Just a little more than 50 days since Hamas committed brutal acts of sexual violence against women and children during the massacre of 1,200 Israelis and kidnapping of more than 240 hostages on Oct. 7, the women’s rights group, UN Women, has gone silent once again.
On Friday, the group issued a statement condemning the Hamas terror group, but later deleted the post.
“We condemn the brutal attacks by Hamas on October 7 and continue to call for the immediate and unconditional release of all hostages,” read the initial statement, posted on UN Women’s Instagram page.
Shortly after, it was replaced with a statement where the condemnation of Hamas had been removed and only called for the release of the hostages.
Word of the edited post spread quickly among Jewish and Israeli activists and others, reinforcing their position that the organizational arm of the United Nations, whose primary focus is to promote gender equality and women’s empowerment, maintains a double standard when it comes to gender-based violence against Israeli women.
When asked to comment on the criticism, UN Women told the Jewish Telegraphic Agency (JTA) that the Instagram post was scheduled in advance and deleted because the message “no longer reflected where the organization wanted to put its main focus.”
“In any social media team managing multiple campaigns and during a very busy time like the one we are now, with 16 Days of Activism, mistakes can occur,” a representative for UN Women told JTA.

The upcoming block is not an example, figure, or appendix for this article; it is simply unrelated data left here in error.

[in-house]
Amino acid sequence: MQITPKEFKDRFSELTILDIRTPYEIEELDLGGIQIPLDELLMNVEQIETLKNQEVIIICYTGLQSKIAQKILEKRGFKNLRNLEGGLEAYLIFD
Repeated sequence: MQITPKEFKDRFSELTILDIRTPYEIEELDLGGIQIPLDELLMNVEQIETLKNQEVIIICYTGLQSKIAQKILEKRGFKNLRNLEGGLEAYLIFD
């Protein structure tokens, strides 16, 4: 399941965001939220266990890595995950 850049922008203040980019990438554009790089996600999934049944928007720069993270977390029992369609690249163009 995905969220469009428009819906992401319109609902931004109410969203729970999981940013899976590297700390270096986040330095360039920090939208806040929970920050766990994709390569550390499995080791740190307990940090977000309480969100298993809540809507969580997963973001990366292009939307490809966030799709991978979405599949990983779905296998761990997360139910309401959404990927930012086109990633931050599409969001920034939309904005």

The release of some hostages over the weekend as part of a temporary truce between Israel and the Hamas terror group changed the organization’s priorities, according to the media spokesperson.
“UN Women social media team had pre-planned days in advance this particular post, but then the news broke on the release of hostages, and we really wanted to focus on that,” she said.
“UN Women has condemned the attacks by Hamas and the deaths of Israeli civilians from the beginning, as well as called for the release of hostages, and we will continue doing so until the conflict ends. We have also called for all allegations of gender-based violence to be rigorously investigated – prioritizing the rights, needs, and safety of those affected.”
Apart from an initial statement condemning the attacks on civilians in Israel, all of UN Women’s public statements about the war and its impact on women has been centered only on Palestinians rights.
Last week, Sima Bahous, the group’s executive director, called for an extension of the current temporary truce between Hamas and Israel into a permanent ceasefire and for the release of all hostages.
The United Nations General Assembly adopted a resolution last month calling for an immediate ceasefire in Gaza but voted against a provision condemning the Oct. 7 Hamas slaughter. On Monday, the Knesset held a session about the crimes against humanity committed against women during the Hamas assault.
The National Council for Jewish Women said the second statement made by UN Women group’s last week was inadequate. The NCJW previously criticized UN Women’s silence on sexual violence against Israeli women during the Hamas terror attack on Oct. 7.
“The delayed issuance of a statement that fails to explicitly address the severity of Hamas’s terrorist attack on Israel – such as the brutal murder of over 1,200 people in Israel, torture, and rape of women, as well as the targeting of civilians and families – is equally reprehensible,” the statement said.
“Immediate and unequivocal acknowledgment of these atrocities is imperative, given the blatant violation of international law.”
The All Israel News Staff is a team of journalists in Israel.